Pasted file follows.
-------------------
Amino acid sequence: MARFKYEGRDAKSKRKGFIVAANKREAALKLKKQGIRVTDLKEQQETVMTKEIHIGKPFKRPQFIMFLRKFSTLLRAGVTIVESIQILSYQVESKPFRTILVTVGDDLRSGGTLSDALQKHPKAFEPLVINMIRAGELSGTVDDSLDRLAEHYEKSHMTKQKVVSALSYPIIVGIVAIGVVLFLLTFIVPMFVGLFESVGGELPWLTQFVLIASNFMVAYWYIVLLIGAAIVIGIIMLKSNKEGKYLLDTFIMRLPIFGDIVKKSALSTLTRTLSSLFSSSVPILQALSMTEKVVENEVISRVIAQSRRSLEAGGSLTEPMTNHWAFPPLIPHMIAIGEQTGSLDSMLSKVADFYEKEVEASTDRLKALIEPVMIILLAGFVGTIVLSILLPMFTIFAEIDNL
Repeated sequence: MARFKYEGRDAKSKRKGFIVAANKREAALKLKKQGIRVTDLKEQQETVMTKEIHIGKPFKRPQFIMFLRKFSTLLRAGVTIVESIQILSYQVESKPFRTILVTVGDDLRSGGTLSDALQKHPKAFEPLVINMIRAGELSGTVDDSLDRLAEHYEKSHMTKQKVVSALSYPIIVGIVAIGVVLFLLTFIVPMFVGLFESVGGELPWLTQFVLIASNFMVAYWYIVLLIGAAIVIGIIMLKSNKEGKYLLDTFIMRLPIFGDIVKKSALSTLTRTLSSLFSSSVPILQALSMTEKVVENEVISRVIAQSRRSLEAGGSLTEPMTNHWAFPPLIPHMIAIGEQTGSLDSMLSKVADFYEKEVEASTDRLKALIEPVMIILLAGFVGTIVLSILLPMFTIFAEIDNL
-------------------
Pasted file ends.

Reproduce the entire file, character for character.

Amino acid sequence: MARFKYEGRDAKSKRKGFIVAANKREAALKLKKQGIRVTDLKEQQETVMTKEIHIGKPFKRPQFIMFLRKFSTLLRAGVTIVESIQILSYQVESKPFRTILVTVGDDLRSGGTLSDALQKHPKAFEPLVINMIRAGELSGTVDDSLDRLAEHYEKSHMTKQKVVSALSYPIIVGIVAIGVVLFLLTFIVPMFVGLFESVGGELPWLTQFVLIASNFMVAYWYIVLLIGAAIVIGIIMLKSNKEGKYLLDTFIMRLPIFGDIVKKSALSTLTRTLSSLFSSSVPILQALSMTEKVVENEVISRVIAQSRRSLEAGGSLTEPMTNHWAFPPLIPHMIAIGEQTGSLDSMLSKVADFYEKEVEASTDRLKALIEPVMIILLAGFVGTIVLSILLPMFTIFAEIDNL
Repeated sequence: MARFKYEGRDAKSKRKGFIVAANKREAALKLKKQGIRVTDLKEQQETVMTKEIHIGKPFKRPQFIMFLRKFSTLLRAGVTIVESIQILSYQVESKPFRTILVTVGDDLRSGGTLSDALQKHPKAFEPLVINMIRAGELSGTVDDSLDRLAEHYEKSHMTKQKVVSALSYPIIVGIVAIGVVLFLLTFIVPMFVGLFESVGGELPWLTQFVLIASNFMVAYWYIVLLIGAAIVIGIIMLKSNKEGKYLLDTFIMRLPIFGDIVKKSALSTLTRTLSSLFSSSVPILQALSMTEKVVENEVISRVIAQSRRSLEAGGSLTEPMTNHWAFPPLIPHMIAIGEQTGSLDSMLSKVADFYEKEVEASTDRLKALIEPVMIILLAGFVGTIVLSILLPMFTIFAEIDNL